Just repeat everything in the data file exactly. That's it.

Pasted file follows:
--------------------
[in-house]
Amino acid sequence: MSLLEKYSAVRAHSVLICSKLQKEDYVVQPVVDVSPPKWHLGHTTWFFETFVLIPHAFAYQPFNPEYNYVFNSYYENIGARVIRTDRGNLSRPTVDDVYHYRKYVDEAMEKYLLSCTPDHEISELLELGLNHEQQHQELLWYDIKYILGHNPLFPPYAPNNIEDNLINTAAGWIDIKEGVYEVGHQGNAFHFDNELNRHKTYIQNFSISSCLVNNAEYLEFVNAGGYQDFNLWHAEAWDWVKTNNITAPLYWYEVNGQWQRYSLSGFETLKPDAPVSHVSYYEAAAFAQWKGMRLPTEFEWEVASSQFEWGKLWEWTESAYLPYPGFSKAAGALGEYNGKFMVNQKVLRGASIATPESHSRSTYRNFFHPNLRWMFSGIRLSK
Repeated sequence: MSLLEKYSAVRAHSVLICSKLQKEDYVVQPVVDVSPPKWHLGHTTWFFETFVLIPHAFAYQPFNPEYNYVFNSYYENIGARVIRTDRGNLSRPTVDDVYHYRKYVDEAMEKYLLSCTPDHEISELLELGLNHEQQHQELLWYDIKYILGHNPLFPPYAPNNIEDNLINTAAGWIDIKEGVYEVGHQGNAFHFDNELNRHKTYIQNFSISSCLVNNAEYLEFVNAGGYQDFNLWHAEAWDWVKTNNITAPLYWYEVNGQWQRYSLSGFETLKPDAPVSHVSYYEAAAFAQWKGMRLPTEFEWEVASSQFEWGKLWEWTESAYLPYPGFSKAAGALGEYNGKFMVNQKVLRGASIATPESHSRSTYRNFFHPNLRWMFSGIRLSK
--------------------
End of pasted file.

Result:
[in-house]
Amino acid sequence: MSLLEKYSAVRAHSVLICSKLQKEDYVVQPVVDVSPPKWHLGHTTWFFETFVLIPHAFAYQPFNPEYNYVFNSYYENIGARVIRTDRGNLSRPTVDDVYHYRKYVDEAMEKYLLSCTPDHEISELLELGLNHEQQHQELLWYDIKYILGHNPLFPPYAPNNIEDNLINTAAGWIDIKEGVYEVGHQGNAFHFDNELNRHKTYIQNFSISSCLVNNAEYLEFVNAGGYQDFNLWHAEAWDWVKTNNITAPLYWYEVNGQWQRYSLSGFETLKPDAPVSHVSYYEAAAFAQWKGMRLPTEFEWEVASSQFEWGKLWEWTESAYLPYPGFSKAAGALGEYNGKFMVNQKVLRGASIATPESHSRSTYRNFFHPNLRWMFSGIRLSK
Repeated sequence: MSLLEKYSAVRAHSVLICSKLQKEDYVVQPVVDVSPPKWHLGHTTWFFETFVLIPHAFAYQPFNPEYNYVFNSYYENIGARVIRTDRGNLSRPTVDDVYHYRKYVDEAMEKYLLSCTPDHEISELLELGLNHEQQHQELLWYDIKYILGHNPLFPPYAPNNIEDNLINTAAGWIDIKEGVYEVGHQGNAFHFDNELNRHKTYIQNFSISSCLVNNAEYLEFVNAGGYQDFNLWHAEAWDWVKTNNITAPLYWYEVNGQWQRYSLSGFETLKPDAPVSHVSYYEAAAFAQWKGMRLPTEFEWEVASSQFEWGKLWEWTESAYLPYPGFSKAAGALGEYNGKFMVNQKVLRGASIATPESHSRSTYRNFFHPNLRWMFSGIRLSK